Price bundling: a smart pricing strategy for banking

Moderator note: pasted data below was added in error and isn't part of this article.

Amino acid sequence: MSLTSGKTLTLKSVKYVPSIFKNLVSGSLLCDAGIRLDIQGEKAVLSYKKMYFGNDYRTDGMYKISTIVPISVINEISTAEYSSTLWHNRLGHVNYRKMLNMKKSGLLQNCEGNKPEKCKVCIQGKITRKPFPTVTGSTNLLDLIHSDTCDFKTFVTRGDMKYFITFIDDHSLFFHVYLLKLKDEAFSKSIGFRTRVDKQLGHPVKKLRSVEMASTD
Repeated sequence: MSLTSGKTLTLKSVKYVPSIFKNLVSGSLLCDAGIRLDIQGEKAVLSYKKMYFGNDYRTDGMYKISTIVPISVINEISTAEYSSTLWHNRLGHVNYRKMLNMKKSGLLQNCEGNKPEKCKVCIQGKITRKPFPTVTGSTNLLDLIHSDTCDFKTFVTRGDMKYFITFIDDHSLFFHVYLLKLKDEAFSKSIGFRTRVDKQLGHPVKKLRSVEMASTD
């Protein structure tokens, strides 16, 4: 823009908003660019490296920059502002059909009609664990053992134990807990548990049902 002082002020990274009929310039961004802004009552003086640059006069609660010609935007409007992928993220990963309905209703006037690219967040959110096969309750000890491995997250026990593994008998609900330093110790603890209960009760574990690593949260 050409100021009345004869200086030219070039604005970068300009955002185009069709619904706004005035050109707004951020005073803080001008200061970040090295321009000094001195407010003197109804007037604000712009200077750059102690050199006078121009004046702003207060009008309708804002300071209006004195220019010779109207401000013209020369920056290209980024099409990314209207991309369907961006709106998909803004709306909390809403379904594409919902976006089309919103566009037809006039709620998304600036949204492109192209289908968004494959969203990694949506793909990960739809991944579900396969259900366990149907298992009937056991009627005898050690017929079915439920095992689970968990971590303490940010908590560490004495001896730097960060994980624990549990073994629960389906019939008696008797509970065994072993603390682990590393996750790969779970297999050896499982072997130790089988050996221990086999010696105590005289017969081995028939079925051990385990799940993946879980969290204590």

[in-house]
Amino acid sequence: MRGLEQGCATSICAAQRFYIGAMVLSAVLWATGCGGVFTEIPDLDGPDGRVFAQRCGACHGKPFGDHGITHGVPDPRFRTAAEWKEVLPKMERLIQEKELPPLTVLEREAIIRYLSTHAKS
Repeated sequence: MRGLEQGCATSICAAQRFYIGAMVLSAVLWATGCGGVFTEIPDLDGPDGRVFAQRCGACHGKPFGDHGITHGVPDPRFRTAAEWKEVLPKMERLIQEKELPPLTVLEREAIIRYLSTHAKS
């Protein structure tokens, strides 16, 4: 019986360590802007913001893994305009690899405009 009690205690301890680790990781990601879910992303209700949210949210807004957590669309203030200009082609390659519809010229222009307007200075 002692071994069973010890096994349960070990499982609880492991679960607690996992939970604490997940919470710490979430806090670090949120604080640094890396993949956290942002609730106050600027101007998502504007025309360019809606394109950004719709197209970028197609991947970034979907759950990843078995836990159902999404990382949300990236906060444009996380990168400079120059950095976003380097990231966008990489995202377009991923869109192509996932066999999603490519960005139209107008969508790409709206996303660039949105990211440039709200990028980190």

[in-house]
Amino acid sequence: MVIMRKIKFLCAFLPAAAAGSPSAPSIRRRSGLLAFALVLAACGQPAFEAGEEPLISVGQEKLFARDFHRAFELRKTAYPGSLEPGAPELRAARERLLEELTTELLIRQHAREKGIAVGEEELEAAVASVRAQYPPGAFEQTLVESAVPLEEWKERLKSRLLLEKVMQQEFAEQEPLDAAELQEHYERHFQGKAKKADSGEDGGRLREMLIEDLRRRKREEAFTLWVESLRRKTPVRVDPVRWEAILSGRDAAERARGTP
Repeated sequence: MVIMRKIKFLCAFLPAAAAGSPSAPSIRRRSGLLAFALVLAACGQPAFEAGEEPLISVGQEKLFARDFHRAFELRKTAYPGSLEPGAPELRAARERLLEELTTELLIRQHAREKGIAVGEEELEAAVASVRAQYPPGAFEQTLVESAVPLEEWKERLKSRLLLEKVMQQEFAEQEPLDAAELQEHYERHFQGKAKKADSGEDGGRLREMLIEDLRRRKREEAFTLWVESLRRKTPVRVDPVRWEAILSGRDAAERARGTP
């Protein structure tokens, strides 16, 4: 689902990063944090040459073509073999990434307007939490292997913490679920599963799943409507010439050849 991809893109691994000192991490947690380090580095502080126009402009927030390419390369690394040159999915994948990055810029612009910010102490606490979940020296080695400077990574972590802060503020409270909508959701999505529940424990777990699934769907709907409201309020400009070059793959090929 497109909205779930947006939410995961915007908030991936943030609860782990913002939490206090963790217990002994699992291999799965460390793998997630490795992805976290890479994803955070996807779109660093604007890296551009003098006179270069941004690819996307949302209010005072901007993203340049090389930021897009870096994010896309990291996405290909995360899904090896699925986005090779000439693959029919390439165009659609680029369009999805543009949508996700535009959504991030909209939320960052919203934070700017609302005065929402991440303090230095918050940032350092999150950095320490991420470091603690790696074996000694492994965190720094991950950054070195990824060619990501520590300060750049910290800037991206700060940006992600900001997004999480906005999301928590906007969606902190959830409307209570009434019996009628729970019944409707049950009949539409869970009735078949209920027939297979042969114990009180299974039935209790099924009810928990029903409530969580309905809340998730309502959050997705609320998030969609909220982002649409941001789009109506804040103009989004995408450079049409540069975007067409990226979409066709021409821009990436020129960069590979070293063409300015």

In September 2011, Bank of America, squeezed by the debit interchange fee cap introduced by the Durbin Amendment of the Dodd-Frank Wall Street Reform and Consumer Protection Act, announced its intention to impose a $5 monthly fee to its debit card users (Rauch 2011 ). This brute force change in debit card pricing gave rise to a grassroots campaign (Lopez 2011 ), which quickly gained traction through social networks and caught the attention of mainstream media. Bank of America was not the only bank involved in this “debit fee fi asco”; Wells Fargo, JP Morgan Chase, Regions, SunTrust, Citibank and PNC all reportedly planned to introduce a $3-$5 monthly fee to their debit card users. As public backlash grew, a consumer protest movement called “Bank Transfer Day” (Pfeifer and Reckard 2011 ) sprang up and called for voluntary switches from retail banks to not-for-profi t credit unions by 5 November 2011. The result was that on 1 November 2011, Bank of America announced that it would cancel its plan to charge its debit card users and the other banks backed off at around the same time (Sidel 2011 ). In January 2012, Bank of America CEO, Brian Moynihan, acknowledged in the fourth quarter earnings call that the “debit fee fi asco” resulted in a 20 percent jump in account closings at Bank of America (Kim 2012 ). Meanwhile, the National Association of Federal Credit Union reported a 700 percent increase in new account openings at affi liated credit unions in October 2011, compared with the same period the previous year (FOXBusiness, 2011 ).